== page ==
Buffalo Grove weighs giving virus relief funds to struggling businesses

Buffalo Grove is weighing the pros and cons of providing financial relief to businesses impacted by COVID-19, especially struggling restaurants.

But officials say they must weigh the needs of the business community against the need to maintain a balanced budget.

The village board discussed several options Monday, and those talks will continue when they meet again in January.

Trustee Lester Ottenheimer III said there is an urgent need to provide relief.

"If we wait too long, there may be less businesses that need help because they may be out (of business)," he said.

Among the proposals were waiving business license fees, which would create a $130,000 revenue shortfall for the village.

Another option would be reducing liquor license fees by 50% for on-premise liquor license holders, a $45,000 hit to the village budget.

A third option discussed was cutting restaurant food and beverage taxes by .5% to 1% for six months, with an estimated cost to the village of $150,000 to $180,000.

Trustees also discussed a one-time $2,500 grant to qualifying restaurants.

Waivers of business fees and liquor license fees seemed to encounter the least resistance, while the restaurant grants generated some uneasiness about favoring one type of business over another.

"What about hair salons? My hair salon's business is down 30%. What about health clubs and other retail establishments that have been hurt by COVID?" Trustee Joanne Johnson asked.

But Trustee David Weidenfeld noted that over the last five years, restaurants have contributed $7.5 million in revenue to the village.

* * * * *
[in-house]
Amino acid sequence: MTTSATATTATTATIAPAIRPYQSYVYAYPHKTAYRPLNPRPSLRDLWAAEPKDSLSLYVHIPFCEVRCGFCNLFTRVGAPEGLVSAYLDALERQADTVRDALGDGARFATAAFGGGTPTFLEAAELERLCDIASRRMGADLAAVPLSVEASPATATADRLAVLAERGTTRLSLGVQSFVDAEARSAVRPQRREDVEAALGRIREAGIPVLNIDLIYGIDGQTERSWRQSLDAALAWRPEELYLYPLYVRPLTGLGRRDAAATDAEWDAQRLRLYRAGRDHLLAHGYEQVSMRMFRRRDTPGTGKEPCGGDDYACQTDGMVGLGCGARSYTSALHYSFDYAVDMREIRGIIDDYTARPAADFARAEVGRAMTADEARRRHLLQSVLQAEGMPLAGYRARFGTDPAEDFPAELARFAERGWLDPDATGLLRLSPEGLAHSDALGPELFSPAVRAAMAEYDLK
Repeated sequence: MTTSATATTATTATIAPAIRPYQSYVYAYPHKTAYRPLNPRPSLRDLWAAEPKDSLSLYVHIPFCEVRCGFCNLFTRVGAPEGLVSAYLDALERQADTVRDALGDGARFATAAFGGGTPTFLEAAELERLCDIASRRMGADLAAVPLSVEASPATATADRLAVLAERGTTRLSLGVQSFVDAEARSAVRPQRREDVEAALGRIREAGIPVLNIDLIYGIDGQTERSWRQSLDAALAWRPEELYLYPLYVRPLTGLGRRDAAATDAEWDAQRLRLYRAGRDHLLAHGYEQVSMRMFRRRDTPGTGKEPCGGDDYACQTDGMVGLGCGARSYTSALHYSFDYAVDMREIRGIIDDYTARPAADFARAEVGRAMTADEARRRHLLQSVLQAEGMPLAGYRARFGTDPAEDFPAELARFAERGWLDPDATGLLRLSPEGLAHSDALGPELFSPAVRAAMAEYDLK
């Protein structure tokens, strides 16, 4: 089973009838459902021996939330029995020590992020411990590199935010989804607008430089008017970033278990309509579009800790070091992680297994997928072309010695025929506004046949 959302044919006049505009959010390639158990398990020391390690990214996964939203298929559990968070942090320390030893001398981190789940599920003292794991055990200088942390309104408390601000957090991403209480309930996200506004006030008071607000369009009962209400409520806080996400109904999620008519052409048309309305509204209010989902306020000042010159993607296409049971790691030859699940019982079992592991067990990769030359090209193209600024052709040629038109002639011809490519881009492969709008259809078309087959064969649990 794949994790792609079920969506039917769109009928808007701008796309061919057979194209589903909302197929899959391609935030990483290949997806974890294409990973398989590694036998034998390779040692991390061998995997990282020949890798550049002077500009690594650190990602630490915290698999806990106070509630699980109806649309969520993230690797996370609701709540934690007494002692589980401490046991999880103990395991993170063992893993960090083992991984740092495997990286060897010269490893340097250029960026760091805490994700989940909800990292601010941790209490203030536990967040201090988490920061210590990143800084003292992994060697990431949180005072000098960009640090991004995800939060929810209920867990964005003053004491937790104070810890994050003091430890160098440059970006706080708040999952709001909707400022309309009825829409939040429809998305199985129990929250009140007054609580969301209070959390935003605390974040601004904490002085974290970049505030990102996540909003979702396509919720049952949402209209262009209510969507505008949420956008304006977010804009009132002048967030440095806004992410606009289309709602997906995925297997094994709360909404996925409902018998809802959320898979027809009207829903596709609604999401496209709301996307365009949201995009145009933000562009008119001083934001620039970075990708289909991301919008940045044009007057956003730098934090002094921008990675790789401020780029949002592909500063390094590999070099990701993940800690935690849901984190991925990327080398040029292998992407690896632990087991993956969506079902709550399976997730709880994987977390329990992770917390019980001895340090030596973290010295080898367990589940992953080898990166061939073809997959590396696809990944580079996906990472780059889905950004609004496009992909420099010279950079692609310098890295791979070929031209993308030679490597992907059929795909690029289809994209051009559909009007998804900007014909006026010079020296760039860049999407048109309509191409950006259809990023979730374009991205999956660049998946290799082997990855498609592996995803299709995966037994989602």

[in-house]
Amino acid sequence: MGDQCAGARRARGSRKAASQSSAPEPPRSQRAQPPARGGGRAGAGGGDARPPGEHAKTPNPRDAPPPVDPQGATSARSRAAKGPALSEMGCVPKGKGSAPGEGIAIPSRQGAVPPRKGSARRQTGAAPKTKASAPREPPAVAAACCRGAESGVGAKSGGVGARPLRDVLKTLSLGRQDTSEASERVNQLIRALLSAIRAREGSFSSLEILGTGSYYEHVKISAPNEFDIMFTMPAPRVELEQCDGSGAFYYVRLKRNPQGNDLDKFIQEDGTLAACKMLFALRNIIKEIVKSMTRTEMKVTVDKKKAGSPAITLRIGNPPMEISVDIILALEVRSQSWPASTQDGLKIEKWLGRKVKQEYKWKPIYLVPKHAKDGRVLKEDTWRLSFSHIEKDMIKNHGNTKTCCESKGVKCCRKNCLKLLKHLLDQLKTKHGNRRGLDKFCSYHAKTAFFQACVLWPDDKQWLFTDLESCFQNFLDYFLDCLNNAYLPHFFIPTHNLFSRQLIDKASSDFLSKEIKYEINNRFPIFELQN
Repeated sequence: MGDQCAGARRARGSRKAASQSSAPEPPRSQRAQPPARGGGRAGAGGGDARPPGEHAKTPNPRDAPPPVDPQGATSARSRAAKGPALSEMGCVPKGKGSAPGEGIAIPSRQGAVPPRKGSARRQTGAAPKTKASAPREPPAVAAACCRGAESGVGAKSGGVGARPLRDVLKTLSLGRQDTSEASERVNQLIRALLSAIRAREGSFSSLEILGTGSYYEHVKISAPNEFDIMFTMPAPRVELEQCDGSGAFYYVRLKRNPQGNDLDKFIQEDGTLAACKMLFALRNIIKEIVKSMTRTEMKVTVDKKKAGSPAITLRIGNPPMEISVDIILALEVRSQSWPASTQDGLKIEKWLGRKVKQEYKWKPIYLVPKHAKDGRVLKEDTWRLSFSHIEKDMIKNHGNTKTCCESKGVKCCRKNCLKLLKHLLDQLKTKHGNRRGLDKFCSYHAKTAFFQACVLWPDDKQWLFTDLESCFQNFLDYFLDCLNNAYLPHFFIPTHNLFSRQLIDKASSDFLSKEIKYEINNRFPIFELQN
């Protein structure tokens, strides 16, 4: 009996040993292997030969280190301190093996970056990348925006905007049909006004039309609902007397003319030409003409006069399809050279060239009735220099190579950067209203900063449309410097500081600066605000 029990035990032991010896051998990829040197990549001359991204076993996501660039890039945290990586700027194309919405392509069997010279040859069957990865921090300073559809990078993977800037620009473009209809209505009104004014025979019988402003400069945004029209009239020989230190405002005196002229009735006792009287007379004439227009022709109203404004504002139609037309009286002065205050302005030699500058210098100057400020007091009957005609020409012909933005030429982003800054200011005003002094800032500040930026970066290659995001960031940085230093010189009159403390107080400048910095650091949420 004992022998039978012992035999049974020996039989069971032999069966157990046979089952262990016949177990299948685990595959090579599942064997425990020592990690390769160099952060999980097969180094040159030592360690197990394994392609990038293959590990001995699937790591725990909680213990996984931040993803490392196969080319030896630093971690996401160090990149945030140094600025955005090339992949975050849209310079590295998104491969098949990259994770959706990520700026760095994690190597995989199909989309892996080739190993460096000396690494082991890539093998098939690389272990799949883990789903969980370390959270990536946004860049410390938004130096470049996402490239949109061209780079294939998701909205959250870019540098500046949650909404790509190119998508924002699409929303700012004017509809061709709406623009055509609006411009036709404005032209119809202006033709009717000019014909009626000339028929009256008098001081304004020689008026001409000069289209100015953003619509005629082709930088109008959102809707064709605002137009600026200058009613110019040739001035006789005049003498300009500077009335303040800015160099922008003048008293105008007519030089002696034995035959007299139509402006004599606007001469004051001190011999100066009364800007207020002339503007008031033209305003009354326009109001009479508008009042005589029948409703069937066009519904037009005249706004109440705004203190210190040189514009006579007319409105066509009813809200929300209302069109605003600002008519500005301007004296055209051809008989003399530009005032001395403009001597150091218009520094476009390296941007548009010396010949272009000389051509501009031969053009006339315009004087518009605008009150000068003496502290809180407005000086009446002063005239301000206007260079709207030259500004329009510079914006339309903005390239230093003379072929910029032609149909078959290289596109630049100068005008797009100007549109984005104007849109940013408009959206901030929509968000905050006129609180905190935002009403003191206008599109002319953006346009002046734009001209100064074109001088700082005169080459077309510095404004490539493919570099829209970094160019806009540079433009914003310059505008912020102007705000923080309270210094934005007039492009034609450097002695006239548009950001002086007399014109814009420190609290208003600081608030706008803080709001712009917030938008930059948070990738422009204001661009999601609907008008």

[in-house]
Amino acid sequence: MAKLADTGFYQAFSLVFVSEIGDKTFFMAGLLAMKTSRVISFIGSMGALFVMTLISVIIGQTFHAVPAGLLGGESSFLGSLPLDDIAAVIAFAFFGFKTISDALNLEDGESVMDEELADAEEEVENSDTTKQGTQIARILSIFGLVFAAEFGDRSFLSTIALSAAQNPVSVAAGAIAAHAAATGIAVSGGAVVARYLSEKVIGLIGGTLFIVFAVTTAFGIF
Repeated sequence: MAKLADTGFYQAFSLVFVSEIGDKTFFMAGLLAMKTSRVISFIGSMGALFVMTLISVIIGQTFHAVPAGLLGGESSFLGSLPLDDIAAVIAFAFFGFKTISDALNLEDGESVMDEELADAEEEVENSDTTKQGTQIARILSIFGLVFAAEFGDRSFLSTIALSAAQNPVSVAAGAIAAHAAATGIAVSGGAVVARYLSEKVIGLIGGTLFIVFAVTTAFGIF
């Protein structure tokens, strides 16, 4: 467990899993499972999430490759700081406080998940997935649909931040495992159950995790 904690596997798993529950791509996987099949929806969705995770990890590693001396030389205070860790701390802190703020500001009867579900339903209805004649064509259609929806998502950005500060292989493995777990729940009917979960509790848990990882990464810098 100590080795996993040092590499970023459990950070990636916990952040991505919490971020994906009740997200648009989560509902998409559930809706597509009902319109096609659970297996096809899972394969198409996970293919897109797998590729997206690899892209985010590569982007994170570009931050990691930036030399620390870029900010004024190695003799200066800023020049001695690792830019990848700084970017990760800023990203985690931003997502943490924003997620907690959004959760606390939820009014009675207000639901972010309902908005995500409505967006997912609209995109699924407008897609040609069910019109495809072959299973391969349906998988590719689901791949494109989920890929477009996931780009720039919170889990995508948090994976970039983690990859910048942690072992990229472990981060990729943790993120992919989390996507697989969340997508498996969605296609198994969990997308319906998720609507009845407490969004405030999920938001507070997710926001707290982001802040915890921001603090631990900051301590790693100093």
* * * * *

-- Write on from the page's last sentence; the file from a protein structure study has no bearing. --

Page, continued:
"That's $7.5 million of taxes that we didn't ask the residents to pay," he said, later adding, "Those folks carried the ball and made a contribution to this community. I think we need to do something now. Waiting is not going to make this any better for these folks."

Johnson also raised concern about the financial impact on the village.

"Where will this money come from? Will we cut services? Will we lay off public safety employees? Will we rob our reserves? Will we raise taxes and take money from the pockets of our residents, who are also hurting?" she asked.

Village Manager Dane Bragg said the village already has cut $2 million out of the operating budget, and in the process eliminated or left open 14 full-time positions, about 7% of the workforce.

"So to say that we have a half a million dollars that we can sort of come up with magically out of the budget is not true," he said.

He said the village could dip into reserves, but that might affect the ability to keep up with scheduled road work.

Article Comments
Guidelines: Keep it civil and on topic; no profanity, vulgarity, slurs or personal attacks. People who harass others or joke about tragedies will be blocked. If a comment violates these standards or our terms of service, click the "flag" link in the lower-right corner of the comment box. To find our more, read our FAQ.